I come from a circle of people who have emerged from fascinations with fantasy and related genres. There are crossovers with Shakespeare and with William Blake, who was a druid himself. I’ve considered doing a talk on how Paganism has been impacted by video games. Some Japanese developers have created entirely new depictions of Norse mythology in their games. That path is understood now as an opening to many great things.

Who is your favourite deity?

I’ve begun working with a pantheon known as the goddesses of Avalon or the wheel of Brigid-ana. The wheel of the year and its eight festivals are symbolised in eight archetypal Goddesses and at the centre of them is the lady of Avalon.

Sarah Grimstone.

During the ceremony, I heard you complain about a lack of vitality in the readings.

Yes. The opening ceremony involved a hymn to Pan that was written by Aleister Crowley when he was at his most vital. It was delivered today by a geriatric. There is no way you can stand there and say "I personify the embodiment of the male generative force in nature," when you’re 95. They should have got a guy that could actually get it up! The only way these old guys are gonna get it up in the night is with their bladders. He is an elder, but there is a time in an elder’s life when he must be told that if he doesn’t relinquish his power he will become a tyrant. The fool becomes the king. The king becomes the tyrant if he is king for too long.

Are there enough young people involved in modern paganism?

It’s difficult to say. Things like Charmed and Harry Potter entice young people towards the craft. There are really embarrassing chat rooms full of teenagers talking about spells and charms, but it’s all bollocks. The only way these youngsters can learn proper witchcraft is by becoming an apprentice. Youngsters come in, they read a bit on the internet and in a couple of books and they think they know what they’re doing. You cannot be a witch unless you are initiated.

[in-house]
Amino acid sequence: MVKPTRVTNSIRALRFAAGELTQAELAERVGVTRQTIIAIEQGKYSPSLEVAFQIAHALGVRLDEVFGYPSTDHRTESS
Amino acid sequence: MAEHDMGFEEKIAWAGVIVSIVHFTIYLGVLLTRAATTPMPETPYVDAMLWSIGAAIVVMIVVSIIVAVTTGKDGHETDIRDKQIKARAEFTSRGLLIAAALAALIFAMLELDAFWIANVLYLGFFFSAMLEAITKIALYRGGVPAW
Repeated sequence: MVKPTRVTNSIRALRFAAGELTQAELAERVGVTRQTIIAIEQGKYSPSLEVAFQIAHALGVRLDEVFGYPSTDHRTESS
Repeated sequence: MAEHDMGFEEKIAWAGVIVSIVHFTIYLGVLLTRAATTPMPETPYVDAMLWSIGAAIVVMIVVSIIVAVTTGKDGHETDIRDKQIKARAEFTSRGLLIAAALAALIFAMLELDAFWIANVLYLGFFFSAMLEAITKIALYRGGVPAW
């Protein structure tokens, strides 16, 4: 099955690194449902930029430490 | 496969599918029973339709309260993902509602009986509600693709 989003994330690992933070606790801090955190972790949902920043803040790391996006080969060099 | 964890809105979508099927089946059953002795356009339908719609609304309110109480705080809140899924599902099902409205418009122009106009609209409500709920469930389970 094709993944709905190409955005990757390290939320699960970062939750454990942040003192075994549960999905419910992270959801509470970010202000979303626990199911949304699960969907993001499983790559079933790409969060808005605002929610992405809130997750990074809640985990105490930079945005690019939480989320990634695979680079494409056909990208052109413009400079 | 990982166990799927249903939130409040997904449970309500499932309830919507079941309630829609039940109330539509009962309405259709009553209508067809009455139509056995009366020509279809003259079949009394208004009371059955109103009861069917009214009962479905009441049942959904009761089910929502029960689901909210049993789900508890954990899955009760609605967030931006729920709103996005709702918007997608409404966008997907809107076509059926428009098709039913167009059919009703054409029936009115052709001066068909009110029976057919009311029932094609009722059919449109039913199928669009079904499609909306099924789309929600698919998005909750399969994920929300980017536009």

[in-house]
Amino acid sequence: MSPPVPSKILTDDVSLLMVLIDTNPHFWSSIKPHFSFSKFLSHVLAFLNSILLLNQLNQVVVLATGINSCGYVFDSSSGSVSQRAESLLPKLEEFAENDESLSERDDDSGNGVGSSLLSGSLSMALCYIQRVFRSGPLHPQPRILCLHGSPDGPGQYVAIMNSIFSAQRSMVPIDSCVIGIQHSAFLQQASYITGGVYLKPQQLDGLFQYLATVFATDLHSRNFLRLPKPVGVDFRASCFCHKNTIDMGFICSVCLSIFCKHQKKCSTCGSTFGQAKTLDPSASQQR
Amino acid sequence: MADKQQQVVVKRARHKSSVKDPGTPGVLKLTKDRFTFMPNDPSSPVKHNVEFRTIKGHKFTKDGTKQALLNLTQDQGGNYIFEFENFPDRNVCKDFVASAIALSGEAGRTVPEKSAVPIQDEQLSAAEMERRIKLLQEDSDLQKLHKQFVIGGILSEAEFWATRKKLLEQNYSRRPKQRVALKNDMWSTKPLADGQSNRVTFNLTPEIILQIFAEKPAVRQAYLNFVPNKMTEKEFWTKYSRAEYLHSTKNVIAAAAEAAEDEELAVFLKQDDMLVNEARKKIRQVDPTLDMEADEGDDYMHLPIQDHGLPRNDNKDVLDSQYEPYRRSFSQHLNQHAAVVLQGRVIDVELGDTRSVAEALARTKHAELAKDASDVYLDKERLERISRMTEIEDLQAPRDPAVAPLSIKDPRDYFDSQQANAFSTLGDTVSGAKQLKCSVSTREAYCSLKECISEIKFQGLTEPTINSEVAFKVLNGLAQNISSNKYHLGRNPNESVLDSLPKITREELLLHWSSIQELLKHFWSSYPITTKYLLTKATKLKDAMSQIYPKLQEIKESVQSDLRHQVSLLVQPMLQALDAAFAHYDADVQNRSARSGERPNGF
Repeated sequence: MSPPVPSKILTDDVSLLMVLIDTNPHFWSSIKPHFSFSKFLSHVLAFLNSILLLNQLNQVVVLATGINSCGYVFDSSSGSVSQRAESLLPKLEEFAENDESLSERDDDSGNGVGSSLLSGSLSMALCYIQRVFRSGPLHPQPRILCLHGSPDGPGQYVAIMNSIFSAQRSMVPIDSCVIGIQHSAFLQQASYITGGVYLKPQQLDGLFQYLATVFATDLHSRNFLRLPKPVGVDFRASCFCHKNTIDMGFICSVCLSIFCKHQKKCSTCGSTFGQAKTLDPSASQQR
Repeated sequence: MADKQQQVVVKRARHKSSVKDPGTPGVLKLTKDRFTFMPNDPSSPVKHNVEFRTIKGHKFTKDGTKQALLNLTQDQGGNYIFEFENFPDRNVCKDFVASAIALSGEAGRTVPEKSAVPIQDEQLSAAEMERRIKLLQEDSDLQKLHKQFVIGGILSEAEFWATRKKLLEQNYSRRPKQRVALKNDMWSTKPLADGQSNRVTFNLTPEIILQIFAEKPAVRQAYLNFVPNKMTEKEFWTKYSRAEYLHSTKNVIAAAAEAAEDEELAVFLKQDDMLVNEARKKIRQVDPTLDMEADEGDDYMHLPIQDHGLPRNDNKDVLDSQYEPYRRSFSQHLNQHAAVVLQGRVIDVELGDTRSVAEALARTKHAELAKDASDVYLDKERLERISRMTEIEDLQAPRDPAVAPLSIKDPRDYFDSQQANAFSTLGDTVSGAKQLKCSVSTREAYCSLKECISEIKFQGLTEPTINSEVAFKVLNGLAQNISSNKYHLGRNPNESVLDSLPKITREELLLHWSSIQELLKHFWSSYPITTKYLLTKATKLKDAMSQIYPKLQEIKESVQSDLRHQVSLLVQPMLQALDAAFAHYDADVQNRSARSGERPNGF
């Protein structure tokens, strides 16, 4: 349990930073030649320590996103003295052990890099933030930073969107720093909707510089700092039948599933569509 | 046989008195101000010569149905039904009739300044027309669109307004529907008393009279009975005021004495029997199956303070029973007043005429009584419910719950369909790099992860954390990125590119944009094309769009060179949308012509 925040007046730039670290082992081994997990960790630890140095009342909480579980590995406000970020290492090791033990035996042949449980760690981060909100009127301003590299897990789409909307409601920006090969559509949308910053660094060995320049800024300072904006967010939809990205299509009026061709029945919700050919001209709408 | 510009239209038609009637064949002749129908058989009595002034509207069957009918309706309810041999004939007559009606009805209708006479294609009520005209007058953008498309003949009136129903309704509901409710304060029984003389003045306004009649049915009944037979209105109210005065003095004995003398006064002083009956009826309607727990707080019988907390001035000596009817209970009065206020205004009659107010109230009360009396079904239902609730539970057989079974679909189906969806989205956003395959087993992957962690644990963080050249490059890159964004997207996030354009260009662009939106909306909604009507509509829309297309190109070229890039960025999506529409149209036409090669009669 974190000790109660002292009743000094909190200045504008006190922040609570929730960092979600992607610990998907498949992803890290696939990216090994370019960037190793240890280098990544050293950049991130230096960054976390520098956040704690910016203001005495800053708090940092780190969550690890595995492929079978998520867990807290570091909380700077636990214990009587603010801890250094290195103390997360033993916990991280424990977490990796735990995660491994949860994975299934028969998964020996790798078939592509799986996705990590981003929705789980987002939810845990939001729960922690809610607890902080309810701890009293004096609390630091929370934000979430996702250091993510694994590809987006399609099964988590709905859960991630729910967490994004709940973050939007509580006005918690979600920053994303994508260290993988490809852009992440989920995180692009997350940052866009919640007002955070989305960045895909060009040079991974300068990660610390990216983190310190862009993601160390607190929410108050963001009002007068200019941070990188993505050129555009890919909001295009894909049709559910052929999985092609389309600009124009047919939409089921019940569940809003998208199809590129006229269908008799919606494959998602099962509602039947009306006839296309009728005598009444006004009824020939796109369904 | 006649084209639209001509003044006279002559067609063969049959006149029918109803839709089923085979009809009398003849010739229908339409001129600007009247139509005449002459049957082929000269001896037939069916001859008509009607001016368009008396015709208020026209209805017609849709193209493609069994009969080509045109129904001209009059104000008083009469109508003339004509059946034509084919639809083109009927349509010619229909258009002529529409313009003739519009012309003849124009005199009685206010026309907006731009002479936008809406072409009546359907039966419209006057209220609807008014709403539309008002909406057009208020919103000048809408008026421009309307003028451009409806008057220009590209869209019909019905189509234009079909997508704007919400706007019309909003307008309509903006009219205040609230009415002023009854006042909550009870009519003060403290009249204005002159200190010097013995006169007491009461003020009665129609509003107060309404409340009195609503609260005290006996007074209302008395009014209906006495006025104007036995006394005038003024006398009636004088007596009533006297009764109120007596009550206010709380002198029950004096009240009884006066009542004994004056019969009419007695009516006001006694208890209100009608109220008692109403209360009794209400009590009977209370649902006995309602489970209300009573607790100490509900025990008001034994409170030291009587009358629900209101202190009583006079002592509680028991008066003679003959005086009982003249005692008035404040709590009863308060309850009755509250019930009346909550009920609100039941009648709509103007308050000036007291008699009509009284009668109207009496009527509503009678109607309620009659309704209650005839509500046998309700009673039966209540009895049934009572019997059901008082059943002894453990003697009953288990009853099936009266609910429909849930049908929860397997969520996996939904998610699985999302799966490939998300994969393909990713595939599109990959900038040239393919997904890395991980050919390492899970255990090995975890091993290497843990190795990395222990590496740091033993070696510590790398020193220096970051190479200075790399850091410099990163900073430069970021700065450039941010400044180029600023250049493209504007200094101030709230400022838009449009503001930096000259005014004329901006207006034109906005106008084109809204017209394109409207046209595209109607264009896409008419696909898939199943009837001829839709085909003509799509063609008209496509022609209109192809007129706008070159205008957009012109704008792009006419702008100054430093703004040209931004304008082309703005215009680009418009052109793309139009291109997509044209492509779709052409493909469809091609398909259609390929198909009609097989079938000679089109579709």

Who is your favourite deity?

I am a priestess of Set, the Egyptian God of Chaos. It was his Birthday yesterday. In Egyptian mythology the Apophis serpent was the serpent of not-being. Set killed the serpent of not-being. He allowed you to exist, but in doing so he was a bit malevolent and mental - A god of chaos and a god of not making an omelette without breaking eggs. This is why we have blood on our foreheads. I am blessing this woman with blood because her ex is being a bastard and she needs armour.

J.T Morgan

I am a bit like a bishop or an archbishop, perhaps I should say. I am a guest here today and shouldn’t be doing interviews. I’m supposedly a figure of authority but in fact I am not a member of any particular druid order. My opinions don’t carry any weight. I don’t expect to be treated with anything more than the respect I would give to any other human being. For some reason, possibly because of my training in theology or that I do these rituals in public… I mean you witnessed the other ceremony, which was really rather a mess. It’s reaching towards something, but I do feel they should work at it.

I also get the feeling that an awful lot of pagans are taking religious faith unto themselves, rather like after the reformation. A lot of the things that are regarded as folklore in this country are actually ordinary people taking over the festivals that they previously did in church, in Latin. Because of the reformation they thought we want to make certain our fields are going to grow properly so we will do plough Monday. They took over the festival you see. There is no Plough Monday. It’s not in the Book of Common Prayer.

I have no favourite deity; I am not pantheist, monotheist or polytheist.